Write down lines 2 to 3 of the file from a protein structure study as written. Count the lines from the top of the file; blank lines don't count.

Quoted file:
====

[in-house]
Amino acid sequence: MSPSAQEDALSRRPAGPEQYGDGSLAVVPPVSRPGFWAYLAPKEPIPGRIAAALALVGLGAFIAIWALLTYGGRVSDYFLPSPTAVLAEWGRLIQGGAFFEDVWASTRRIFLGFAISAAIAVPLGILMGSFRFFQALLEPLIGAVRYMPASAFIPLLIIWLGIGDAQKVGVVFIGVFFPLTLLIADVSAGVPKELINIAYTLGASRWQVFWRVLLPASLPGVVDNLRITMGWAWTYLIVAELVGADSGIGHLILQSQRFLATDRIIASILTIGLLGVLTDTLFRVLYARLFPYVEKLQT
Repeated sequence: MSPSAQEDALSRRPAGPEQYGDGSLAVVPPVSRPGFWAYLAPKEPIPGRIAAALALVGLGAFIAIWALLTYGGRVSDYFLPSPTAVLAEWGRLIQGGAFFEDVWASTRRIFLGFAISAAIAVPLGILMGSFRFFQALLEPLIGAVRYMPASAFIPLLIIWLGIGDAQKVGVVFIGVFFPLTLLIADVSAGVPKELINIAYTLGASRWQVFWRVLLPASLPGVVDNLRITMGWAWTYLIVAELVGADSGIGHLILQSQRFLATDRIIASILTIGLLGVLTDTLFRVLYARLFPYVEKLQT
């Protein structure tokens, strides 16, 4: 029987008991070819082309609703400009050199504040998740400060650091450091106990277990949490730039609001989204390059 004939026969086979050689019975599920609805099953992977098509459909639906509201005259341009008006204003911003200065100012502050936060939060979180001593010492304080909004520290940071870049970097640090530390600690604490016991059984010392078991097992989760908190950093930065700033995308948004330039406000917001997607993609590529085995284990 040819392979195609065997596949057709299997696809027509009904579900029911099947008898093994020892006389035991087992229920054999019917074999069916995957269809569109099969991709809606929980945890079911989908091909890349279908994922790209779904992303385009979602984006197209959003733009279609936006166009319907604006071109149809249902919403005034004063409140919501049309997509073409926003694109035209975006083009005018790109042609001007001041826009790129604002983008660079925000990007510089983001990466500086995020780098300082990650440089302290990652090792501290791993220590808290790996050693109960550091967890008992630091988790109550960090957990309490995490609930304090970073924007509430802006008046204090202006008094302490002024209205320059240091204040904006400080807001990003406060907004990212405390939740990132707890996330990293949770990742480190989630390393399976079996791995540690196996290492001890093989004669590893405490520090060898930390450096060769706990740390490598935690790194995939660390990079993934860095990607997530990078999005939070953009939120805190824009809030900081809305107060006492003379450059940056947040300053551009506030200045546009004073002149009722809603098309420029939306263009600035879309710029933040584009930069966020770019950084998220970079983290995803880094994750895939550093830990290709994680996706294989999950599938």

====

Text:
Amino acid sequence: MSPSAQEDALSRRPAGPEQYGDGSLAVVPPVSRPGFWAYLAPKEPIPGRIAAALALVGLGAFIAIWALLTYGGRVSDYFLPSPTAVLAEWGRLIQGGAFFEDVWASTRRIFLGFAISAAIAVPLGILMGSFRFFQALLEPLIGAVRYMPASAFIPLLIIWLGIGDAQKVGVVFIGVFFPLTLLIADVSAGVPKELINIAYTLGASRWQVFWRVLLPASLPGVVDNLRITMGWAWTYLIVAELVGADSGIGHLILQSQRFLATDRIIASILTIGLLGVLTDTLFRVLYARLFPYVEKLQT
Repeated sequence: MSPSAQEDALSRRPAGPEQYGDGSLAVVPPVSRPGFWAYLAPKEPIPGRIAAALALVGLGAFIAIWALLTYGGRVSDYFLPSPTAVLAEWGRLIQGGAFFEDVWASTRRIFLGFAISAAIAVPLGILMGSFRFFQALLEPLIGAVRYMPASAFIPLLIIWLGIGDAQKVGVVFIGVFFPLTLLIADVSAGVPKELINIAYTLGASRWQVFWRVLLPASLPGVVDNLRITMGWAWTYLIVAELVGADSGIGHLILQSQRFLATDRIIASILTIGLLGVLTDTLFRVLYARLFPYVEKLQT